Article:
Right: Joshua Fields Millburn and Ryan Nicodemus
The Minimalists: Less is Now
Brisbane Show Grounds
Over the Christmas holidays my step daughter and I sat down and talked about minimalism. She gave me a great idea she had read about to throw out an item each day and try to slowly get rid of all the excess stuff we have in our house and in our lives.
She said it made her feel lighter and better. I had heard about such things and looked around my own home and laughed to myself. 20 years ago, when we moved into our four-bedroom home with study and rumpus room on a 900 m block I thought we could never feel this place. I achieved that and still was thinking about what other stuff I wanted! These thoughts I admit have been bugging me for some time. So, when my step daughter gave me a Christmas present ticket to go and see The Minimalists I was very excited.
Before the show we went into the Paddock Bar to have a drink and a bite to eat. The Food vans were out and there were limited but great choices. The service was excellent and reasonably priced. When then popped across the road to the centre.
Be aware if you want anything to eat at the showgrounds, have a credit card. Water was $4.00
It was a full house. The Minimalists,a Joshua Fields Millburn and Ryan Nicodemus, arrived on stage in their simple black jeans and shirt and began to reflect about their life and how they became Minimalists to give the audience a perspective of where they came from and where they’re going.
They are obviously go-getters because they came from a poor background and
worked hard to achieve their American Dream. In their 30’s they became disillusioned and wanted to find out what their purpose in life really was. These feelings were triggered by Josh’s , (Joshua Fields Millburn) mum passing away and the breakup of his marriage and Ryan really losing his way and self-medicating. Very moving stories and an interesting fact: the average American home contains 300,000 items in it, wow! A scary thought: could I be the same?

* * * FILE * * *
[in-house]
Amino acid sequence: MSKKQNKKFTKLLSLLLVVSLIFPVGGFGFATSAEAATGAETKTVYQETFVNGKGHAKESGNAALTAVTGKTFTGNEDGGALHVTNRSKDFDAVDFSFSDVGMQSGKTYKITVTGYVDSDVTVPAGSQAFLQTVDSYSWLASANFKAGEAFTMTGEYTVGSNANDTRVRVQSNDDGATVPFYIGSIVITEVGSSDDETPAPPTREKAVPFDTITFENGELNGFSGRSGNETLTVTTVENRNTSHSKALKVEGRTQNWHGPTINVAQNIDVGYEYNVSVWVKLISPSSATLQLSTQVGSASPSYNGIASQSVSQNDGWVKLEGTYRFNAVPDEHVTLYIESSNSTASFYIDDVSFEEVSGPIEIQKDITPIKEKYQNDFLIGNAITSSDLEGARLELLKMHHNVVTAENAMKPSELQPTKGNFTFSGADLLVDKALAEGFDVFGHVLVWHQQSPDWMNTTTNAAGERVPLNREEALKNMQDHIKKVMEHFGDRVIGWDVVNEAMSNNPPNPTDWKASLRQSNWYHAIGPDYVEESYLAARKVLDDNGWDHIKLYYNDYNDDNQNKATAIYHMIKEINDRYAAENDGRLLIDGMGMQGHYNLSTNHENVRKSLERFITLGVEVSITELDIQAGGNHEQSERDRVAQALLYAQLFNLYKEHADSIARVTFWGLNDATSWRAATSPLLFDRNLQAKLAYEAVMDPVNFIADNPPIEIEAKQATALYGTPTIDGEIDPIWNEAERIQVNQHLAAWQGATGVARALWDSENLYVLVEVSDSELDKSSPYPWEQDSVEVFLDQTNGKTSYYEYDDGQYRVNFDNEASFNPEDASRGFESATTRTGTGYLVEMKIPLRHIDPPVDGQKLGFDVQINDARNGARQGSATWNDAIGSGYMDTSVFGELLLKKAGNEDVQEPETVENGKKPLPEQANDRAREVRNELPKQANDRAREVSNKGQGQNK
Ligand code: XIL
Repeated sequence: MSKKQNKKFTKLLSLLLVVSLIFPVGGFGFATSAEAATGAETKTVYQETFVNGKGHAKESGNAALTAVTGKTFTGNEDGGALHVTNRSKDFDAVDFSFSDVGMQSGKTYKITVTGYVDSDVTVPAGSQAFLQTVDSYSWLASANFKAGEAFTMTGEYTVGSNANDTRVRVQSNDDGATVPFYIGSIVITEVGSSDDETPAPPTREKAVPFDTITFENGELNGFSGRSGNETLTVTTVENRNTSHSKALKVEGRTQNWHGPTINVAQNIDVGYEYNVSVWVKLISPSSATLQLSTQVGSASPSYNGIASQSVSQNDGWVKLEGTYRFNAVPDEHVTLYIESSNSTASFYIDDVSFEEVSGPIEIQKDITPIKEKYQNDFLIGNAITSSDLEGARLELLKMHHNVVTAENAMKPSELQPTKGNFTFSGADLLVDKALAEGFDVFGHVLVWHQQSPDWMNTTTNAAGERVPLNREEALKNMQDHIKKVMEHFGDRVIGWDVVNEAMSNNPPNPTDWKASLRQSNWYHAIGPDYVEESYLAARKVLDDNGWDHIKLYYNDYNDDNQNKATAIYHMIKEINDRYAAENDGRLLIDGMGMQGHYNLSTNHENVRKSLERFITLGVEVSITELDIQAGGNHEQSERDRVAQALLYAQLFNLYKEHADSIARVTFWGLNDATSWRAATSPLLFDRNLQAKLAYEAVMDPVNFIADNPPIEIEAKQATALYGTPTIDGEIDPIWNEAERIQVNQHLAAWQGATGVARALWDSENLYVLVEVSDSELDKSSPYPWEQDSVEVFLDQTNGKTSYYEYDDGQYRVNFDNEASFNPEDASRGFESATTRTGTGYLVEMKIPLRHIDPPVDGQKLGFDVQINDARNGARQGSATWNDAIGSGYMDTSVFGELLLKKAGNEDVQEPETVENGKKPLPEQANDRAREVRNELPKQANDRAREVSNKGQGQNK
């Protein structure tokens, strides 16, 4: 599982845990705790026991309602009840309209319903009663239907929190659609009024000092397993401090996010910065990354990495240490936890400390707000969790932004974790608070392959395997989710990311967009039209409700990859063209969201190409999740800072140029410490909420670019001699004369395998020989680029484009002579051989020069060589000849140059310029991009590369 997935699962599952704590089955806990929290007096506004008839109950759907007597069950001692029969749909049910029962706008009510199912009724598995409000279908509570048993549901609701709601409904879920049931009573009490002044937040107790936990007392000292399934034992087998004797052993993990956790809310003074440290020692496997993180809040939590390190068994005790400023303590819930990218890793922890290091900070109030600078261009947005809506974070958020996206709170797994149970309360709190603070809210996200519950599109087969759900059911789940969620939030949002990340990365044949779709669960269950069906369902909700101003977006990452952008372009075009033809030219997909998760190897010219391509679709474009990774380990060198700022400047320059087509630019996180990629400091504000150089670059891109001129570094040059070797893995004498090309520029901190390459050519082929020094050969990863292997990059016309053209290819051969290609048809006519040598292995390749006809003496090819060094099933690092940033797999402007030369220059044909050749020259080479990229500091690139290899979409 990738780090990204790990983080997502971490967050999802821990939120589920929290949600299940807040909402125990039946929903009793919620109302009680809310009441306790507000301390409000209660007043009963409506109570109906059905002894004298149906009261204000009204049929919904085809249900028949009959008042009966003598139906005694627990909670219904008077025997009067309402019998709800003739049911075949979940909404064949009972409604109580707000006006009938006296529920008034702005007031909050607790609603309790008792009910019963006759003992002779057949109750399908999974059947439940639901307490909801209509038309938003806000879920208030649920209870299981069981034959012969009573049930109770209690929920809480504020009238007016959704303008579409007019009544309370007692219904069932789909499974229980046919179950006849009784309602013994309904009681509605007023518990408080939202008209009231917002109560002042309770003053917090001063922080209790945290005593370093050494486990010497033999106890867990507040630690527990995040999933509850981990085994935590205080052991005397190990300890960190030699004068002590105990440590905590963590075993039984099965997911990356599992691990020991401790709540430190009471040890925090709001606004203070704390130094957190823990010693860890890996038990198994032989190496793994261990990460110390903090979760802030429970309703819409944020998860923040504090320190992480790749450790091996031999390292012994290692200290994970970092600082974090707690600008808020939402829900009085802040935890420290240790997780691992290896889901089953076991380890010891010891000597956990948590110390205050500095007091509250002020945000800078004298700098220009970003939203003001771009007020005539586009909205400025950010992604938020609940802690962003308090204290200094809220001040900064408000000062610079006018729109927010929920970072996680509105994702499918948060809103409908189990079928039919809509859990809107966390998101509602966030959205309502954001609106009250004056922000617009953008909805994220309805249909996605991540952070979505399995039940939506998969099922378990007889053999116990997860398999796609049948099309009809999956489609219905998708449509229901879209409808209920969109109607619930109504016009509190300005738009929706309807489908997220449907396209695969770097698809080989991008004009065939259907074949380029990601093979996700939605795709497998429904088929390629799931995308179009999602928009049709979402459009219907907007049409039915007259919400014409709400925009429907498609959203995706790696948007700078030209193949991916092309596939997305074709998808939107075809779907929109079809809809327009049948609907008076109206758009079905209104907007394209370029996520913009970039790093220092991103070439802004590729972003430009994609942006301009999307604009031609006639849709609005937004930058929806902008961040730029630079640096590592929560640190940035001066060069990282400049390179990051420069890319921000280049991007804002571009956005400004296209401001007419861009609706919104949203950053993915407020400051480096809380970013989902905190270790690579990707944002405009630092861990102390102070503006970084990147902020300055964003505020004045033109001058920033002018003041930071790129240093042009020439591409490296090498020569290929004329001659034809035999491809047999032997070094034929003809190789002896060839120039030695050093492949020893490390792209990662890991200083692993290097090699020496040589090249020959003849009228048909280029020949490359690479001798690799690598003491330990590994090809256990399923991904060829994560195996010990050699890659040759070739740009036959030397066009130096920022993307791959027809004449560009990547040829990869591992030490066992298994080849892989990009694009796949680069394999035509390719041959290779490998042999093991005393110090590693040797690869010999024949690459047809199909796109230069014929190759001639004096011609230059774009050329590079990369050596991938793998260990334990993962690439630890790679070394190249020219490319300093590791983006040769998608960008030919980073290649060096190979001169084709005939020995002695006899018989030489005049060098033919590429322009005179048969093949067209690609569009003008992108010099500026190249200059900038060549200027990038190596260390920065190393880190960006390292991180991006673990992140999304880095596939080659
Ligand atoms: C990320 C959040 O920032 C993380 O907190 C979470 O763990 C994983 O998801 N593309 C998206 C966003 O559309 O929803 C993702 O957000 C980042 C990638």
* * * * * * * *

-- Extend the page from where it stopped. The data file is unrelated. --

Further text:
They were very polished (maybe a little too so) and sometimes it felt staged, but for me the message was important. We as humans keep striving for too much stuff instead of trying to find what is really real to us and how we can give back to our society.
The clever banter was there and they used comedy to try and lighten the load and what I found very positive was that they didn't preach, they just tried to open our minds.
Towards the end towards there was a question-answer segment. This was probably the best part of the show because real people asked real questions about how they could change their life. Some asked funny questions like: “are you wearing your red underwear pants tonight”. This was very much an in-joke about red underwear being the last clean pair available..
But for me the most important question came from 14-year-old girl who had been travelling with her mum and dad and five siblings. She asked how she could maintain her own inner beliefs while going to school and being pressured with consumerism of future friends
The answer was basically “be true to yourself” something that resonated with in the whole audience. I enjoyed the night because I did not know a lot about the duo but they made me think and look around my own house a little more carefully.
When I went through a major store the next day I thought: “do I really need that” and the answer was “no”. In this age of global warming and too much plastic around this I think this can only be a good thing.
The Minimalists have a very expansive website I suggest you check it out find out if this lifestyle would suit you.